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Batteries are keeping electric vehicles from taking off

Cost and the limited range they offer are among the issues still driving buyers to gasoline-powered cars. But experts are hopeful that innovation and cheaper prices are on the way.

August 28, 2011|By Tiffany Hsu, Los Angeles Times
  • Batteries for the Nissan Leaf.
Batteries for the Nissan Leaf. (Courtesy Nissan North America…)

Unless battery technology improves dramatically, most experts doubt that electric vehicles will overtake gasoline-powered cars.

Batteries are often the most expensive component in an EV and also the most difficult part to construct. Many rely on increasingly costly rare-earth metals, pushing up the overall cost of the car.

Few have the range that gasoline users want, usually powering the car for less than 100 miles on a single charge. The batteries with more capacity tend to be much heavier and bulkier, weighing down the vehicle and leaving less room for passengers.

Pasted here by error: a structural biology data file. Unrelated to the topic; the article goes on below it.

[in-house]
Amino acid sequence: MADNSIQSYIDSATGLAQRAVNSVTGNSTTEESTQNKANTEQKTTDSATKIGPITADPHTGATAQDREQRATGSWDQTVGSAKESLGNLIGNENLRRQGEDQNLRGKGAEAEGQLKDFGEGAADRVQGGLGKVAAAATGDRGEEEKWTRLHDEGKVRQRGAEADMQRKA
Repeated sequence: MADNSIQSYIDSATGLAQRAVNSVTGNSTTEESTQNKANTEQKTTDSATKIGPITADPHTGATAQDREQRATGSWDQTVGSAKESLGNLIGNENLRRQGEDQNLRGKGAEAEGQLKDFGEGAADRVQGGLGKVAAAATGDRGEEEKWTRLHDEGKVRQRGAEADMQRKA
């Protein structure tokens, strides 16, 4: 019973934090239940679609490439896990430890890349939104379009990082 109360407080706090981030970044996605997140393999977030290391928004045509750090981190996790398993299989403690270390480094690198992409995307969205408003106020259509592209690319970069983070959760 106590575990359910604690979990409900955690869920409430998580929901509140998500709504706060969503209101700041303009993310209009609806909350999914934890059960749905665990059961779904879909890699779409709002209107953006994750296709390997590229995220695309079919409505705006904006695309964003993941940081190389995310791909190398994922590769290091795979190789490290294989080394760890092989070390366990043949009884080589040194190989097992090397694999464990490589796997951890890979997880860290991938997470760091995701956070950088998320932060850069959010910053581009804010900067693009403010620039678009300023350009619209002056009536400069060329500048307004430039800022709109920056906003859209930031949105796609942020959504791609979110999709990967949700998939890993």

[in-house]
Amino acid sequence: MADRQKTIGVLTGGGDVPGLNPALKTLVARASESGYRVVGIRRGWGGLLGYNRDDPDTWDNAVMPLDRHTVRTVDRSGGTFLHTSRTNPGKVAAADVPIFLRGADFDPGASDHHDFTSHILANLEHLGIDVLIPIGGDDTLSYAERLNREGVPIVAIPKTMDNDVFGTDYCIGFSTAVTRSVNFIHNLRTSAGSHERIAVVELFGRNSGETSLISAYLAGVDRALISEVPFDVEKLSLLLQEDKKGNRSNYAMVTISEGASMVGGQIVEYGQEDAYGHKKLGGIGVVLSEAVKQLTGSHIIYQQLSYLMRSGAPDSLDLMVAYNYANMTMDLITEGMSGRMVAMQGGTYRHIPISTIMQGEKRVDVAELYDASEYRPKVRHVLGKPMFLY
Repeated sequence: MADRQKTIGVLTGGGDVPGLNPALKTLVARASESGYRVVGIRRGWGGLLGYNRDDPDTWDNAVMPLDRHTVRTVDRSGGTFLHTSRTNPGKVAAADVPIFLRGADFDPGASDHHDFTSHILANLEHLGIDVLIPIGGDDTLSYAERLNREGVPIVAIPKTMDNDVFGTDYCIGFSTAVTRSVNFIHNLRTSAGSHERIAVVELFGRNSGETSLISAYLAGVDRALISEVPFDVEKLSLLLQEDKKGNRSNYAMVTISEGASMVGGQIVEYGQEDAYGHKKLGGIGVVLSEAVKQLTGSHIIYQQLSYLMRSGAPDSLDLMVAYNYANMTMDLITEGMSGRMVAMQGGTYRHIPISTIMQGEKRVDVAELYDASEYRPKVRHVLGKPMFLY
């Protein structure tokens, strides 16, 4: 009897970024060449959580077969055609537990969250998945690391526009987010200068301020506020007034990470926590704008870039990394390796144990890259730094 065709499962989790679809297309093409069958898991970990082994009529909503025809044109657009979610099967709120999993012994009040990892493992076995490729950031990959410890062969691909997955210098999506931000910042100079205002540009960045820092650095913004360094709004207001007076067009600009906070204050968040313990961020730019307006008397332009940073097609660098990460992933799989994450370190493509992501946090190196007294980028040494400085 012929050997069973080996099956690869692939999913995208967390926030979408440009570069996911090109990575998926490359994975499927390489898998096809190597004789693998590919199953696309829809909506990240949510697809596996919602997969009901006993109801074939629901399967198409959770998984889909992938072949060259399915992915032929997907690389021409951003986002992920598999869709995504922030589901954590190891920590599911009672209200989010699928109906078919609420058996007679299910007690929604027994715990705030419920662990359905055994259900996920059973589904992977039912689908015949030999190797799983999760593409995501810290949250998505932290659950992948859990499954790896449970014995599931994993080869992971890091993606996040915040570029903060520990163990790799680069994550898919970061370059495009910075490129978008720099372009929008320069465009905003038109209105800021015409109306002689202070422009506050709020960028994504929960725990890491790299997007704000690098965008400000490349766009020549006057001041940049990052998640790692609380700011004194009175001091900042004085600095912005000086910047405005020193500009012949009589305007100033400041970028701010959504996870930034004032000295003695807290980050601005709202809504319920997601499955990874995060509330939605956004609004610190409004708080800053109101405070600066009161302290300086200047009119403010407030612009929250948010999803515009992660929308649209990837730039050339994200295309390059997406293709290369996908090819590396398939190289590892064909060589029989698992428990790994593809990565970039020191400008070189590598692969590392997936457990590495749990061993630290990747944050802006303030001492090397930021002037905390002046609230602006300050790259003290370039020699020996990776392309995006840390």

The life span of the average battery is unknown, and replacing one could cost thousands of dollars and pose a recycling conundrum. And because there aren't enough data on how batteries perform after years of wear and tear, engineers have taken extra precautions with their designs, raising prices even more.

The complications have caused many potential EV drivers to remain with fossil fuels, which they view as comparatively cheap, plentiful and reliable.

But as battery plants crop up around the country, experts are hopeful that innovation and cheaper prices are on the way.

The Department of Energy estimates that more battery manufacturing could lower the average cost from about $33,000 in 2009 to $17,000 by 2013 and $5,000 by the end of the decade. An average battery with a full-charge range of 100 miles currently costs about $20,000 — more than half the manufacturer's suggested retail price of a Nissan Leaf.

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